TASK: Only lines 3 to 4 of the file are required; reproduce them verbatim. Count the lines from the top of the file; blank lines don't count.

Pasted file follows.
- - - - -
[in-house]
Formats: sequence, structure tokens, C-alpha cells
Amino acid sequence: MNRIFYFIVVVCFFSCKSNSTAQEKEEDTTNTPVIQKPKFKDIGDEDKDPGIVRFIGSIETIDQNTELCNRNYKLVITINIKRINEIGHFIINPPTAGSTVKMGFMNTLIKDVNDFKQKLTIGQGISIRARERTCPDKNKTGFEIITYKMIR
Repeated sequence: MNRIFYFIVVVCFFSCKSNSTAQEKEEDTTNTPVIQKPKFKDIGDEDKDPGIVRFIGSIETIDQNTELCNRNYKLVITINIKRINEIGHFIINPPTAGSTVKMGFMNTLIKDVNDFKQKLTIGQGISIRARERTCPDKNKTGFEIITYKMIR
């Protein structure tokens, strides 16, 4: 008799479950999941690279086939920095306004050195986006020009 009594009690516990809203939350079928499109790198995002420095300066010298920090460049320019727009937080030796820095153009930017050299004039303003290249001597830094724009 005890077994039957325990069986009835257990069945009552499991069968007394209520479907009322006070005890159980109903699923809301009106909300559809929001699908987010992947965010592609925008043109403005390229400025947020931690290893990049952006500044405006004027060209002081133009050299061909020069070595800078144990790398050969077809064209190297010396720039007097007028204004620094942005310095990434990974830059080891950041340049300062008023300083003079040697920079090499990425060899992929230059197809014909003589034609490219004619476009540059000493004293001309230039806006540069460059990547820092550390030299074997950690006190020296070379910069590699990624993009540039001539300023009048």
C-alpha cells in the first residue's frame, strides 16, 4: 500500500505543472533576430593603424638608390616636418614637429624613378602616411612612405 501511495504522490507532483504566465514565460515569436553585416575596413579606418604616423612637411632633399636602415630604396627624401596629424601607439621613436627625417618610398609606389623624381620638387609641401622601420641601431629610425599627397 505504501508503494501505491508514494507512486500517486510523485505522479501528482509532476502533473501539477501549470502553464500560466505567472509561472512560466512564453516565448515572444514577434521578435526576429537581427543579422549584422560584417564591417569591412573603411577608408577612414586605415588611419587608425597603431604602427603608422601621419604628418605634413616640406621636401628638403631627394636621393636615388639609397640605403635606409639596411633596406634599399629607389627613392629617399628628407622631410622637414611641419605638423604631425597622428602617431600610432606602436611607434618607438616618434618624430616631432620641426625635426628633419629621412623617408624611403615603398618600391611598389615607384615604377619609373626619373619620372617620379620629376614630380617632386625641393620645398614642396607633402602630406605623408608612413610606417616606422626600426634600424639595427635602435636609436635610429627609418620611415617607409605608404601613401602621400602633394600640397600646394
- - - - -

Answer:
Amino acid sequence: MNRIFYFIVVVCFFSCKSNSTAQEKEEDTTNTPVIQKPKFKDIGDEDKDPGIVRFIGSIETIDQNTELCNRNYKLVITINIKRINEIGHFIINPPTAGSTVKMGFMNTLIKDVNDFKQKLTIGQGISIRARERTCPDKNKTGFEIITYKMIR
Repeated sequence: MNRIFYFIVVVCFFSCKSNSTAQEKEEDTTNTPVIQKPKFKDIGDEDKDPGIVRFIGSIETIDQNTELCNRNYKLVITINIKRINEIGHFIINPPTAGSTVKMGFMNTLIKDVNDFKQKLTIGQGISIRARERTCPDKNKTGFEIITYKMIR